Launch Slideshow

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Home Sweet Precast Home

Home Sweet Precast Home

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    The triangular sandwich panel is erected. Note the variable opening configurations in rectangular and triangular panels.

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    An interior wall panel is set in place. Note the openings in the floor beams in the foreground.

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    The walls on the south corner were the first to be erected.

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    The backside of the precast Metal Stud Crete panels show the cold-formed steel stud framing used to support the 2½-inch-thick precast concrete face. Metal framing provides space for utilities and insulation.

Longitudinal joists are spaced at 2 feet on center to allow for standard ¾-inch plywood sheeting to be placed as a sub-flooring skin for carpet or tile. Floor joist cross-stems are spaced at 8 feet or less to brace the longitudinal stems against buckling and to provide floor diaphragm action.

Each precast concrete longitudinal stem is 3 inches wide by 15 ½ inches deep. Two to five longitudinal stems may be connected together with cross-ribs to form a panel. A panel consisting of two longitudinal stems is 2 feet 3 inches wide. With prestressing, the panel can span up to 40 feet without any intermediate supports below. This advantage provides the homeowner with more layout alternatives in planning basement recreation rooms, lower level bedrooms, or workout areas.

Precast concrete cross-ribs permit panel erection without bracing or bridging. Panels can be made of pretensioned, post-tensioned, or conventionally reinforced concrete members. In the middle zone of the panel stems, 8-inch diameter openings provide adequate space for mechanical and electrical hardware within the floor depth.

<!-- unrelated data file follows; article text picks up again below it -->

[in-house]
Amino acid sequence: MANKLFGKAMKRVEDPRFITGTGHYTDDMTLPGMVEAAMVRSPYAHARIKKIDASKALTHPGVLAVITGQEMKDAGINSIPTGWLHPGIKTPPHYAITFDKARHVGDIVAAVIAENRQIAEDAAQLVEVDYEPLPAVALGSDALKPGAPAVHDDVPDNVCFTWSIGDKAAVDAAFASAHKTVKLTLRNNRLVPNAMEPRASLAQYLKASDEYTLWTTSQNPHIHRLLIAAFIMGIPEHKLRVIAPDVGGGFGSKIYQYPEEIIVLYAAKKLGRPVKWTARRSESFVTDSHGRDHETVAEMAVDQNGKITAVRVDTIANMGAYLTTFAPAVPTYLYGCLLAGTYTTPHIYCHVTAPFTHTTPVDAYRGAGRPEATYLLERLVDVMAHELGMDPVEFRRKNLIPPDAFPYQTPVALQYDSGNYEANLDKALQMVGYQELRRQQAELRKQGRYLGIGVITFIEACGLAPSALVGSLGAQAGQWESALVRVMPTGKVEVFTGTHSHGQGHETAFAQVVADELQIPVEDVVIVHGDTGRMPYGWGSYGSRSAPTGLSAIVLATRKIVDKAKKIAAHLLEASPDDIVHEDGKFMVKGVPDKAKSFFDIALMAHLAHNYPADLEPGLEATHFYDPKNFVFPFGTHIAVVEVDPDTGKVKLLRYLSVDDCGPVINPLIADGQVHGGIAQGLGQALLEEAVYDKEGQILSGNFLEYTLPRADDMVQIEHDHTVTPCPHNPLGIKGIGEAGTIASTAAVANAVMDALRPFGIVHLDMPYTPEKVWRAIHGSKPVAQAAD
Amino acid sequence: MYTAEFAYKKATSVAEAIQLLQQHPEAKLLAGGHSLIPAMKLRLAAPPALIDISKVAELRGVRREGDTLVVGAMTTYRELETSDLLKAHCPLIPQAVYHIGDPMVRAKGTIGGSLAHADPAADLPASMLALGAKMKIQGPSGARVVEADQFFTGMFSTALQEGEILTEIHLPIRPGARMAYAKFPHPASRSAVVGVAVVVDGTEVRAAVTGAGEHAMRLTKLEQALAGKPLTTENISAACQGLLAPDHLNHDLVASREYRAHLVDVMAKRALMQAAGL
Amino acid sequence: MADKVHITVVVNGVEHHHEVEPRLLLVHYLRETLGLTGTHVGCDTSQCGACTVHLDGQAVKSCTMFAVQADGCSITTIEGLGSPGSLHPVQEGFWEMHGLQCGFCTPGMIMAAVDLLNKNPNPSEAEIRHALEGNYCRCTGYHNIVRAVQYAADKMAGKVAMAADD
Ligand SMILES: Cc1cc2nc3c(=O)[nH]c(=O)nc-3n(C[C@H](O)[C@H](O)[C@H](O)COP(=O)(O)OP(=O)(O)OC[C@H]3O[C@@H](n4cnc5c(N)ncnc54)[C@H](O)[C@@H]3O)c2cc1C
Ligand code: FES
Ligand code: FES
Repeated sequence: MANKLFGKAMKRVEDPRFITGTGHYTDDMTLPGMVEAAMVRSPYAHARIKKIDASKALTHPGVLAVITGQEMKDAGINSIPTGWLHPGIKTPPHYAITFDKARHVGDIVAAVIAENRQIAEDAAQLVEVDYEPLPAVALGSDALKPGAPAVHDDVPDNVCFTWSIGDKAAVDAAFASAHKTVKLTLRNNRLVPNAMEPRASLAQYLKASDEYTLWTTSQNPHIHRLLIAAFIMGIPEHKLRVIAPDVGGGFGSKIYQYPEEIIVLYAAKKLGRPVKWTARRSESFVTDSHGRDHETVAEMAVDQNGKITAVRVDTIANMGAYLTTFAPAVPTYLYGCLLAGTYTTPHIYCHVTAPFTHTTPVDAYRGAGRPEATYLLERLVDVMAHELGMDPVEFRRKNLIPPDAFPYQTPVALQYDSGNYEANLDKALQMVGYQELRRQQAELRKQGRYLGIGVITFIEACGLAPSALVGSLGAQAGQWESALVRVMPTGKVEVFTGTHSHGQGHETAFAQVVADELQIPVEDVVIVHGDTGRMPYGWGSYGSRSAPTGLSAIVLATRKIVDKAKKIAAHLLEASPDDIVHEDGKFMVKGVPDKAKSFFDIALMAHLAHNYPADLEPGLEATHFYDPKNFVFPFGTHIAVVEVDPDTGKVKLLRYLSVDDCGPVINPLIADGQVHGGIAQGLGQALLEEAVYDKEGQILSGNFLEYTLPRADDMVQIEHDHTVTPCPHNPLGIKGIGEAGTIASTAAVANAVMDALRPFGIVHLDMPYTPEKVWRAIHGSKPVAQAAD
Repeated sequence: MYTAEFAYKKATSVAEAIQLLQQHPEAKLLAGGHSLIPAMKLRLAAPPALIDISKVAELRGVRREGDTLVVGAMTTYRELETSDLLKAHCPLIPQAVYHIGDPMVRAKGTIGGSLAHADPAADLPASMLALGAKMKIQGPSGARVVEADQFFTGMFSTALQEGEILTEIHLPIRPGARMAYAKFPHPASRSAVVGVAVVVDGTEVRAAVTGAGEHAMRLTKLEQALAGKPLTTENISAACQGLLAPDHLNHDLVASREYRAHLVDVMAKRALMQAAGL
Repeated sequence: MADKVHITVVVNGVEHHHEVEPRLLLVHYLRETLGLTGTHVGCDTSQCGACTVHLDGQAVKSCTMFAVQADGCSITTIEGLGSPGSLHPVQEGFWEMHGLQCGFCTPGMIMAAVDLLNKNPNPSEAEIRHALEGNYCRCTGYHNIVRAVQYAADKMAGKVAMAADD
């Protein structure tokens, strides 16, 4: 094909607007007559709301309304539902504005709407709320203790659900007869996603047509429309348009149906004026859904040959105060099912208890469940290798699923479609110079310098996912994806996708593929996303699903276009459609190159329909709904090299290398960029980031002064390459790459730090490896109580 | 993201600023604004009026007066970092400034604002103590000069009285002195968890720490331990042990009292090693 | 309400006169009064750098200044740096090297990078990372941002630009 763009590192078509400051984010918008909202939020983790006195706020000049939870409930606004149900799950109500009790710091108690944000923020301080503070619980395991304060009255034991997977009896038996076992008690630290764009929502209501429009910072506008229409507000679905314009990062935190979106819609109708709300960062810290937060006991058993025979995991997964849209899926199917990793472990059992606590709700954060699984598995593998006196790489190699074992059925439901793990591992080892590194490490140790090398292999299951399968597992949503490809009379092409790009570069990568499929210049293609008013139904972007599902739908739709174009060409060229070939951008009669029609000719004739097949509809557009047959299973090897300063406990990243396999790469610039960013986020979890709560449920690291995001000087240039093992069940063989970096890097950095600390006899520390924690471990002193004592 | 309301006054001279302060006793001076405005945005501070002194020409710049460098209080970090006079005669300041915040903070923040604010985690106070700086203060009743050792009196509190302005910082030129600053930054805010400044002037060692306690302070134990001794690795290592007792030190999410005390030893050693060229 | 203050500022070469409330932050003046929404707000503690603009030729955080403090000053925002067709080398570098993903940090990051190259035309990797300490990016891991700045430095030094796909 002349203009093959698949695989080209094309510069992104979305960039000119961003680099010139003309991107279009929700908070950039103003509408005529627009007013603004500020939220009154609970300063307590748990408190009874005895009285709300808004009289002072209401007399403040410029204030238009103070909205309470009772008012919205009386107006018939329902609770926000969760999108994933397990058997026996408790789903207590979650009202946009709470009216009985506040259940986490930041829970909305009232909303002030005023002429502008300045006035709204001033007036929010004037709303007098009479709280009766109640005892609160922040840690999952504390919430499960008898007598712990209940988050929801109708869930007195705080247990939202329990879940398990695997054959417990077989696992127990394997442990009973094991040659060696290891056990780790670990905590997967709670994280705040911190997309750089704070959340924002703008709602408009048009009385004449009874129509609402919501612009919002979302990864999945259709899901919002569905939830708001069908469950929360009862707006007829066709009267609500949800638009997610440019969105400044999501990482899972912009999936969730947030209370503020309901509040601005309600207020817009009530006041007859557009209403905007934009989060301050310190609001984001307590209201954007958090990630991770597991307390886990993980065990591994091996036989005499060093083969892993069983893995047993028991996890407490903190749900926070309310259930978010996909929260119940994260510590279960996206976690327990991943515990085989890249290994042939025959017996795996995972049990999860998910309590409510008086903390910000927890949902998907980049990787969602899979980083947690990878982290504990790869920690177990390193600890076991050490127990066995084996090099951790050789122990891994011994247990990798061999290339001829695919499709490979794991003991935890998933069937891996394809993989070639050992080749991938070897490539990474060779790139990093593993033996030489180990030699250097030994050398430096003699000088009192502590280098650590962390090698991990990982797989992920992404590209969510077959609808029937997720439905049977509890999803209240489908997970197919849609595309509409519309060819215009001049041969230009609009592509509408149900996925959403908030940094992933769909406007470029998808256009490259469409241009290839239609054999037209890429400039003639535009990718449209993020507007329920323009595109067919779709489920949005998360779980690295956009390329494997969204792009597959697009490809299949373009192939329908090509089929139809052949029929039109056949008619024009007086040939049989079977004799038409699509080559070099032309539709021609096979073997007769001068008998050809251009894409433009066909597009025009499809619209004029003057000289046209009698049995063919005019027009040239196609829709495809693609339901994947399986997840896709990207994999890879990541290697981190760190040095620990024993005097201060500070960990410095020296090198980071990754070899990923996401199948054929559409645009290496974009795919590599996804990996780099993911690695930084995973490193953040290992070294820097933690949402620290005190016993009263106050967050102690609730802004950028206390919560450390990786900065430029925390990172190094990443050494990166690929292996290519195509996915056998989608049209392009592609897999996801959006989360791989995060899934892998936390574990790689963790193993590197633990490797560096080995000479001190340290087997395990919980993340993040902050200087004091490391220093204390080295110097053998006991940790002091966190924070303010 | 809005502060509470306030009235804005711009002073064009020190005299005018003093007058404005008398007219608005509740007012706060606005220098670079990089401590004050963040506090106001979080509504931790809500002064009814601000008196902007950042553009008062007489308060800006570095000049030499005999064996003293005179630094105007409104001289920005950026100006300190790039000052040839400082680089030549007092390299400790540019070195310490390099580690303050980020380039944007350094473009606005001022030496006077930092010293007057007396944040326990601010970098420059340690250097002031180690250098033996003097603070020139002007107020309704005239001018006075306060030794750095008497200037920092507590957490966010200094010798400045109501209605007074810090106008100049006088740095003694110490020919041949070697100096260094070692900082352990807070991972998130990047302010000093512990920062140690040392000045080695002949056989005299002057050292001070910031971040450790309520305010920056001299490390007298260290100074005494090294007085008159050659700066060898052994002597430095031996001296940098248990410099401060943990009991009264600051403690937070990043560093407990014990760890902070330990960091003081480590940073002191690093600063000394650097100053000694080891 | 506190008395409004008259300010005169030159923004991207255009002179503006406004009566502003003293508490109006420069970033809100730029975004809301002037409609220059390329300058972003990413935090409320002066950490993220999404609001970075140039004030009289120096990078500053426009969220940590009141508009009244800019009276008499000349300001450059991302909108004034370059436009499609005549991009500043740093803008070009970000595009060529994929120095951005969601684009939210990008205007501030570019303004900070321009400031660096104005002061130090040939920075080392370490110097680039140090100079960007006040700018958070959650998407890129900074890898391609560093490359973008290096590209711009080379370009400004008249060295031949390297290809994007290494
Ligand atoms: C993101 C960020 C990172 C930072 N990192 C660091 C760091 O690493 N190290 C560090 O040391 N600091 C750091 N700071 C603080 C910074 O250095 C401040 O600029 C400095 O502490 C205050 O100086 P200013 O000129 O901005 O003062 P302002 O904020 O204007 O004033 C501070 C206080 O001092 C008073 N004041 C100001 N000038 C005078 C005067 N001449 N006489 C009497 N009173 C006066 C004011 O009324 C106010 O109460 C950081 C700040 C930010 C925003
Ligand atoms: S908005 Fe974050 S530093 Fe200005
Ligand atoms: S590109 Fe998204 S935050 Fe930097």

The efficacy of providing relatively large openings in precast concrete flexural members was based on extensive theoretical and experimental research at the University of Nebraska, results that were later adopted in the PCI Design Handbook. This precast concrete floor may be covered with plywood, oriented strand board (OSB) or any other plate material capable of spanning the 2-foot gap between ribs. The underside of the floor panel may be finished with gypsum wallboard or other ceiling finishing systems.

Roof beam concept

It was determined early that a total precast concrete roof system would not be economical because the roof's appearance needed to match the architectural style of other houses in the development complex.

Design restrictions led to the idea of using precast roof beams. In addition to bracing the walls during construction, the beams serve as platforms to support the upper trusses at much shorter spans than the distance between the exterior walls. The concrete roof beams are anchored to the exterior walls. The wood trusses are anchored to these beams, creating a system that can resist the wind uplift of tornados.

Spaced at 15 feet on center and spanning 35 feet 4 inches, the precast concrete roof beams allow the economical use of conventional wood roof trusses in spanning between the beams. The roof design provides a flat floor in the attic area for a loft or studio space. The upper story design of the NU Concrete House made about 600 square feet of extra loft living space available.

During production, one floor panel per day was typically produced. The panels were made as large as could be handled safely at the plant and on the construction site.

The largest panel was 45x11 feetx10 inches and weighed about 17.5 tons. The first sandwich wall panel, which was the smallest precast component fabricated for the house, was formed as a triangular shape to serve as the dormer gable en.

Construction began by pouring a cast-in-place (CIP) footing. Short CIP round piers were also placed at the garage and walkout areas where local building codes require footing construction to extend below the frost line to avoid frost heave (42 inches). Precast panels were placed either directly on the footings or the pier tops.